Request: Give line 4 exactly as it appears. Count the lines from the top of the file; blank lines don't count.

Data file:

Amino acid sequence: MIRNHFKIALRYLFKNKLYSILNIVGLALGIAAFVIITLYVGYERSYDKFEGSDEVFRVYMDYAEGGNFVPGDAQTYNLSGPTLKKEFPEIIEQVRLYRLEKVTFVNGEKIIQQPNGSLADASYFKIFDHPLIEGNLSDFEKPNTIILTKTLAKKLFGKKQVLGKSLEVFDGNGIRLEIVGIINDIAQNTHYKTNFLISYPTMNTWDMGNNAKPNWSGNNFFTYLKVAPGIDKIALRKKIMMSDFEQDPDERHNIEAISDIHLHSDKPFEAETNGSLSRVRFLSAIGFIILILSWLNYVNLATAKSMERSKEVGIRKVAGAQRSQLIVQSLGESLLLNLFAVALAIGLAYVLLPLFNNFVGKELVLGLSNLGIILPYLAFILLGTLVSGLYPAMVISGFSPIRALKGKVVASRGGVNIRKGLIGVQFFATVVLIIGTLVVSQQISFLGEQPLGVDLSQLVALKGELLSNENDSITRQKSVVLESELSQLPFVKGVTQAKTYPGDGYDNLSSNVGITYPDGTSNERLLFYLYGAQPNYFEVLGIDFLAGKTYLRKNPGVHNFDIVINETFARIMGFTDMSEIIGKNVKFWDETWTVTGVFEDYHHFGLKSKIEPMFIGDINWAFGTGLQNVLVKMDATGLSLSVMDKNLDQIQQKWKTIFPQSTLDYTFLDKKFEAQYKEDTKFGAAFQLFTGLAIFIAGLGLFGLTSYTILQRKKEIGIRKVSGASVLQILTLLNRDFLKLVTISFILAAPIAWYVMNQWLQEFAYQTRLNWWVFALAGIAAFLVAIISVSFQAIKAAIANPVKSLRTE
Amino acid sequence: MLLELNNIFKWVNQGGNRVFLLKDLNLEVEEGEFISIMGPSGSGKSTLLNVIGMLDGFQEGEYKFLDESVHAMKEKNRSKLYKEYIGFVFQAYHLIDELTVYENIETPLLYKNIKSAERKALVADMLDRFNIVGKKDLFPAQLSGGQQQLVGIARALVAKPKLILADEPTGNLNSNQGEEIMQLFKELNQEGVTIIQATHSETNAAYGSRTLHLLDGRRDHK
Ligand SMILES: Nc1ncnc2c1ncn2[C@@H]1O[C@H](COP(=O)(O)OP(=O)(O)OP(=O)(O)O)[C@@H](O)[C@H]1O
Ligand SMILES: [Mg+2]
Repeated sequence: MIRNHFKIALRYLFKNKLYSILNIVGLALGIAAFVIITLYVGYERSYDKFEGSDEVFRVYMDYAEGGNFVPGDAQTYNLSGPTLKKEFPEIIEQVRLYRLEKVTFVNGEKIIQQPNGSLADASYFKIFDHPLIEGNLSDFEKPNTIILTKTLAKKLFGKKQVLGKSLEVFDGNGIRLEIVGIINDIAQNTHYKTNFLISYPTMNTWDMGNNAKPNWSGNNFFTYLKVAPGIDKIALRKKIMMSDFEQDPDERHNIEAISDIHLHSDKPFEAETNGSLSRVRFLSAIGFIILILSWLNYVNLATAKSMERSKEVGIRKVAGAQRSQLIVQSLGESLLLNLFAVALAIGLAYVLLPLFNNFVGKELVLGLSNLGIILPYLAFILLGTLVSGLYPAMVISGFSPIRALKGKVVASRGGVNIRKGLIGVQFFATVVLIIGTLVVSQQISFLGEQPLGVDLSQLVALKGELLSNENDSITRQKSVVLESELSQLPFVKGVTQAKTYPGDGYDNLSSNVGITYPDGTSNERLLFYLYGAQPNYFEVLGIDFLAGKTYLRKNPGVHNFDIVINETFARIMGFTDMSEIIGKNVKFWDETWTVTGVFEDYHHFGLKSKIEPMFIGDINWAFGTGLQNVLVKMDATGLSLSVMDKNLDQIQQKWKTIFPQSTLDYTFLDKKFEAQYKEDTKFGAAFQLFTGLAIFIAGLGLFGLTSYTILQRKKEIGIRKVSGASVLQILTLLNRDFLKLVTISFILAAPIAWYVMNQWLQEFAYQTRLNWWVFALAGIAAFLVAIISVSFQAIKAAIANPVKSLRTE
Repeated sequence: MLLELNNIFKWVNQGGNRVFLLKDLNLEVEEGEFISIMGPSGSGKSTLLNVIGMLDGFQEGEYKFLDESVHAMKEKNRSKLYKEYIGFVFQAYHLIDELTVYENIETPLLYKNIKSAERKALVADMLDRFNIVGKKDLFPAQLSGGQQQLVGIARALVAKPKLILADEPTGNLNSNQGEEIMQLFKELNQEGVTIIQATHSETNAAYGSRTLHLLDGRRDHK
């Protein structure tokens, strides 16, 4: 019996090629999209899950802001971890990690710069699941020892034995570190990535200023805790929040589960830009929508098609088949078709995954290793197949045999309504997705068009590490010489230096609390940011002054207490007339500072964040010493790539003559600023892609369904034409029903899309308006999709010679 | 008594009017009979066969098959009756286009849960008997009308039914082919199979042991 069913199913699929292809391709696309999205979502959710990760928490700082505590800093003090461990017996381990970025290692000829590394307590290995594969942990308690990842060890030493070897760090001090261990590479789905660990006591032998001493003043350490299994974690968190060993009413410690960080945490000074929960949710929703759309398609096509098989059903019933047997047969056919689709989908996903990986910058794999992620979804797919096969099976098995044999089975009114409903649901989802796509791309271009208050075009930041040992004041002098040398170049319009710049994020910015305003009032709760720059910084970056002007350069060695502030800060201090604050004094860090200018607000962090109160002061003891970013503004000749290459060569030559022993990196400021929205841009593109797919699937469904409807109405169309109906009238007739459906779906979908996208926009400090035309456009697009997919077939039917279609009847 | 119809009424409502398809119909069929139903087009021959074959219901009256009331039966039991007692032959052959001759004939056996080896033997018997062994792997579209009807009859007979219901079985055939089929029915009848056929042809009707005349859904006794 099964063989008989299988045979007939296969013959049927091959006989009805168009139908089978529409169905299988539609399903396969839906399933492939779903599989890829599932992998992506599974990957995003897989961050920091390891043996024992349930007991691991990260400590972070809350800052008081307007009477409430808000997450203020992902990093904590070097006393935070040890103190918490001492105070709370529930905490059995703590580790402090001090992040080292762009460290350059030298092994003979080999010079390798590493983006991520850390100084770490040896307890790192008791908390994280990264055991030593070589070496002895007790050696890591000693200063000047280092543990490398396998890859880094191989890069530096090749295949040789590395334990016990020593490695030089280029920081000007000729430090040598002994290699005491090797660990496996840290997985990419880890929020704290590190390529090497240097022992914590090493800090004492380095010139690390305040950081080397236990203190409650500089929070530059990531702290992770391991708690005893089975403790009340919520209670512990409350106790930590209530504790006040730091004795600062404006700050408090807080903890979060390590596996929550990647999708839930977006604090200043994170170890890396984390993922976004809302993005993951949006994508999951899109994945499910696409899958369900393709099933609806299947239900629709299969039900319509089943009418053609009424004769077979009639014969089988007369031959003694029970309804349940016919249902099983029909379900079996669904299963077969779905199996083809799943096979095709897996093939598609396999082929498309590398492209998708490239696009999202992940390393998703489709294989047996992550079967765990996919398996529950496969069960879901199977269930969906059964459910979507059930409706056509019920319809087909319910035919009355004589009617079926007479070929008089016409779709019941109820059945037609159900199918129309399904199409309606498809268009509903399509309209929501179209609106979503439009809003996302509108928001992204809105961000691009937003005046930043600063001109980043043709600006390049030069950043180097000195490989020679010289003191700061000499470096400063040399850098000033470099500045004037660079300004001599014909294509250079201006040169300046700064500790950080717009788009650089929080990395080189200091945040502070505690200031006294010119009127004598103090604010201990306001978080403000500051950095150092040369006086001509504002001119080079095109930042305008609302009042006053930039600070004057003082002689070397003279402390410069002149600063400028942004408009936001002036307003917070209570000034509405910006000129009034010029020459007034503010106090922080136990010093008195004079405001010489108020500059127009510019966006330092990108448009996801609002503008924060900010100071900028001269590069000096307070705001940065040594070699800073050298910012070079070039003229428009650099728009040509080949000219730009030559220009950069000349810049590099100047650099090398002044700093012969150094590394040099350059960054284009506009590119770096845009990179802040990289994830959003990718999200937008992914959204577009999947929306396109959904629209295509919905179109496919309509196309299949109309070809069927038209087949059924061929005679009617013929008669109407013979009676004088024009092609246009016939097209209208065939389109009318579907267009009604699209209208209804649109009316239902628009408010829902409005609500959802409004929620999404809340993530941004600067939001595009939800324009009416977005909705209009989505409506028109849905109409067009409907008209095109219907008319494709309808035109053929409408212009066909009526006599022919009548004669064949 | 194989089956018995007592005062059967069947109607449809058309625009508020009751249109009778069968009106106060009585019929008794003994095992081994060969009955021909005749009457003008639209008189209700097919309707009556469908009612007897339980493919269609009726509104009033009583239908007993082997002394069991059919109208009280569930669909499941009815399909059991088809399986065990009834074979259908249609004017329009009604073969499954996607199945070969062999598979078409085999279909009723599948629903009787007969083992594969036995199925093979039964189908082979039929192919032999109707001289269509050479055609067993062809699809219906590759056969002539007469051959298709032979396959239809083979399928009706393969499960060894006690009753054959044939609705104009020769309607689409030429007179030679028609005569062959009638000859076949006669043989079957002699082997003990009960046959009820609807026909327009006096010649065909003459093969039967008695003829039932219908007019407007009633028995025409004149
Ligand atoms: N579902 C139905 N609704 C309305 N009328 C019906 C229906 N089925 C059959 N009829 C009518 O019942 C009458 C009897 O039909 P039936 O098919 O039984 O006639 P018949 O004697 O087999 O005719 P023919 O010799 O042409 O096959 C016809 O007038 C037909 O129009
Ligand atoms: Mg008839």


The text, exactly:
Ligand SMILES: [Mg+2]